In addition to the above rules, there are some region-specific rules to be considered:

 

Flemish Region

Brussels Region

Walloon Region

Curfew

Midnight – 5 am

10 pm – 6 am

10 pm – 6 am

Mask

When distance of 1,5m cannot be maintained

Mandatory everywhere

When distance of 1,5m cannot be maintained

Shops

· Night shops close at 10 pm

· Alcohol sales banned after 8 pm

· Shopping trips limited to 2 persons per household

· All shops close at 8 pm

· Takeaway until 10 pm

· Shopping trips limited to 1 person per household

· Night shops close at 10 pm

· Alcohol sales banned after 8 pm

· Shopping trips limited to 2 persons per household

 

The complete list of rules can be found on the websites of the Flemish Region, Brussels Region and Walloon Region.

In addition to the rules implemented by the Federal and Regional authorities, local rules may apply.

Belgian testing strategy as from 26 October 2020 until at least 19 November 2020:

Travelling from Belgium

The Federal Public Service of Foreign Affairs has categorized destination countries (and sometimes regions within countries) into green, orange and red zones:

  • Green: Travelling to green zones is allowed (but strongly discouraged);
  • Orange: Travelling to orange zones is allowed (but strongly discouraged) and the Belgian authorities recommend increased vigilance and/or the destination country imposes additional measures (for instance quarantine);
  • Red: Travelling to red zones is strongly discouraged unless for essential reasons of travel or the country prohibits non-essential travel from Belgium.

 

The map on the website of the Federal Public Service Foreign Affairs is updated regularly and should be consulted before travelling.

Travelling to Belgium

Sanitary and health measures

The Federal Public Service of Foreign Affairs has categorized countries of origin (and sometimes regions within countries) into green, orange and red zones.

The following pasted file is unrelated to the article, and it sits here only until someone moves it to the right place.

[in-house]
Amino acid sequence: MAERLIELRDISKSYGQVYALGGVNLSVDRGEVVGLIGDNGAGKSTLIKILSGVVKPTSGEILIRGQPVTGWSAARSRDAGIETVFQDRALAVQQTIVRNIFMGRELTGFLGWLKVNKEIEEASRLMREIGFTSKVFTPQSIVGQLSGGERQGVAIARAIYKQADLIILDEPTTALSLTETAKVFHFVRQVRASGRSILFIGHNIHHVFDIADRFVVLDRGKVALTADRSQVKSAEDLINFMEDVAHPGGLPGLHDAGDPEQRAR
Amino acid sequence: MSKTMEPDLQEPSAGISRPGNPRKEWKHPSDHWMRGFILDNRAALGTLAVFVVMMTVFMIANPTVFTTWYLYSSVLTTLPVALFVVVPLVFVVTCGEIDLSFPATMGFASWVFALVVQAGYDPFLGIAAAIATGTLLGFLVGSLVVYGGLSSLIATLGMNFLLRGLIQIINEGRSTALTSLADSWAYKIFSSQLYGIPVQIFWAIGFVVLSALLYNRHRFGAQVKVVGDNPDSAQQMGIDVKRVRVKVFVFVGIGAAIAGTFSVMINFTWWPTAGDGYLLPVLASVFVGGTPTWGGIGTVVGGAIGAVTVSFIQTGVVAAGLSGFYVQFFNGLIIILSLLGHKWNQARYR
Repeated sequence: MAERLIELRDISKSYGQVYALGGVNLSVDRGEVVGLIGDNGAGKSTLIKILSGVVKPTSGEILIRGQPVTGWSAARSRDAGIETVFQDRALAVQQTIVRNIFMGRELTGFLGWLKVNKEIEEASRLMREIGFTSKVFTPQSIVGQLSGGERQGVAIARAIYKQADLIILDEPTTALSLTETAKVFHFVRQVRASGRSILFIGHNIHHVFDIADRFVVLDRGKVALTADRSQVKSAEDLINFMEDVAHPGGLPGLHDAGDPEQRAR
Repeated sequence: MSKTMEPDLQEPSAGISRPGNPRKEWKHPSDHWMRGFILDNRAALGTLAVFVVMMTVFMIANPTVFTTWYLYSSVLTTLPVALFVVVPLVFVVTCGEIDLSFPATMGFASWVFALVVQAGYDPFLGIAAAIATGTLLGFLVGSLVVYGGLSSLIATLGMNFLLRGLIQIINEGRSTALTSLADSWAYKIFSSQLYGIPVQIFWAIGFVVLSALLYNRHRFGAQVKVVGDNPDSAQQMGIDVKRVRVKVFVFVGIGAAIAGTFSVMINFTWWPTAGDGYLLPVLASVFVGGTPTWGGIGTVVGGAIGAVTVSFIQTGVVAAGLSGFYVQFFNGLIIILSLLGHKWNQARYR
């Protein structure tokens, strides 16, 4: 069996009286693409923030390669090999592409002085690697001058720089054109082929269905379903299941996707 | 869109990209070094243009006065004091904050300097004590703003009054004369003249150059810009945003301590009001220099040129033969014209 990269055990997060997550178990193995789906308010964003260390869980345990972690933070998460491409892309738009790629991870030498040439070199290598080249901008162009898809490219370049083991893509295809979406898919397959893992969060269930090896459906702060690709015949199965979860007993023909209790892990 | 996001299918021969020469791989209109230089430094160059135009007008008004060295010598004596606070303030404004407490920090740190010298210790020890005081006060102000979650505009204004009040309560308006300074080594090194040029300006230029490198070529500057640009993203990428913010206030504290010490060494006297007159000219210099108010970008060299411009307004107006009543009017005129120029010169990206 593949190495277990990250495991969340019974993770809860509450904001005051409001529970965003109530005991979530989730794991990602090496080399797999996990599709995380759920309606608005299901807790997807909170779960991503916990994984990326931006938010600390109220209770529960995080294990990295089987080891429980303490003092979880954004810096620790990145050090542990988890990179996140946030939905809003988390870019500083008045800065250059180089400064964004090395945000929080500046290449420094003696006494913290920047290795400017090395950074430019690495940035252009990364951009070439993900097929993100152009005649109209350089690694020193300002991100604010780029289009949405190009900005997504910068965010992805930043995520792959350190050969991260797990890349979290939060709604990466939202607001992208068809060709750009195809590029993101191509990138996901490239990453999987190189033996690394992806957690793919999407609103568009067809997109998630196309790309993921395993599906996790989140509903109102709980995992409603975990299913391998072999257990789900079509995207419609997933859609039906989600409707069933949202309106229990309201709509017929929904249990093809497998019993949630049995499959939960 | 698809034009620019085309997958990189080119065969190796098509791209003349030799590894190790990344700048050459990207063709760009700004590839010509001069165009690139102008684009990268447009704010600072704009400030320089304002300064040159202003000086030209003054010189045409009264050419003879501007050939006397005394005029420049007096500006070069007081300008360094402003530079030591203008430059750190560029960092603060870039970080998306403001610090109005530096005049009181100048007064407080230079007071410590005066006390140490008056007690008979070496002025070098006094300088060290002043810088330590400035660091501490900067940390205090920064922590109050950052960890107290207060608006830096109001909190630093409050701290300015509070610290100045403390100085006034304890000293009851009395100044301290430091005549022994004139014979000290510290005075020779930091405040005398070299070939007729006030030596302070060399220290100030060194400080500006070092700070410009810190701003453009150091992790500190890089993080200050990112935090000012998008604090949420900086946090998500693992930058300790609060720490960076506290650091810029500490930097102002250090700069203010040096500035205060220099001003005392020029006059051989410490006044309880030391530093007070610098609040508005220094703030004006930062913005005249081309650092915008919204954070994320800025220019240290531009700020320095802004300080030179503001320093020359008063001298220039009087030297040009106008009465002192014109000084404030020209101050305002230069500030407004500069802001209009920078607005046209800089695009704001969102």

• Green and orange: no test or mandatory quarantine;
  • Red: travelers returning from red zones who have been abroad for more than 48 hours or who will stay in Belgium for more than 48 hours are considered ‘high-risk contacts’ and should go into quarantine for 10 days. Only people with symptoms are currently being tested. See above for Belgian quarantine and testing strategy.

All persons travelling to Belgium by airplane or boat should complete the Passenger Locator Form (PLF). Passengers travelling to Belgium by car or public transport for more than 48 hours or returning following a stay of more than 48 hours abroad are also obliged to complete the PLF.

The form also includes a self-assessment questionnaire. Based on the result a text message will be sent with instructions concerning testing and quarantine.

No text message is sent if the traveler (by boat or airplane) returns from a stay of less than 48 hours and no quarantine or testing is imposed.

Who can travel to Belgium?

EU citizens and citizens of Schengen associated states and third-country nationals legally residing in the European Union, as well as their family members (if they hold a valid Belgian residence permit or visa), regardless of whether or not they are returning home are allowed to travel to Belgium.

The following categories of travelers can travel to Belgium from a third country:

  • healthcare professionals, health researchers, and elderly care professionals;
  • frontier workers;
  • seasonal workers in agriculture;
  • transport personnel engaged in haulage of goods and other transport staff, to the extent necessary;
  • diplomats, staff of international organizations, military personnel, and humanitarian aid workers in the exercise of their functions;
  • passengers in transit;
  • passengers travelling for imperative family reasons (further clarified as family reunion procedures, non-cohabiting long term partners, co-parents, funerals or marriages for first- or second-degree family members);
  • see farers;
  • persons in need of international protection or for other humanitarian reasons;
  • third-country nationals travelling for the purpose of study;
  • third country workers who are authorized by the competent region to work as an employee or as a self-employed in Belgium.

 

Third-country travelers with an essential function or need to travel to Belgium should always first obtain the proper travel documents:

  • third-country travelers with an essential function or need to travel to Belgium for more than 90 days should always first obtain a valid D visa;
  • travelers who benefit from the Schengen visa waiver and who have an essential function or need to travel to Belgium for less than 90 days are not required to obtain a valid C visa but should always first obtain an ‘essential travel certificate’. This certificate is issued by the competent consular authority after verifying the nature of the travel;
  • travelers who do not benefit from the Schengen visa waiver and who have an essential function or need to travel to Belgium for less than 90 days should always first obtain a C visa. If the visa has been issued before 18 March 2020, an ‘essential travel certificate’ should be obtained too.

 

An essential travel certificate is not required if it is clear from the travel documents that the travel is essential (for example: plane ticket for transit passengers, diplomatic passport for diplomats, etc.)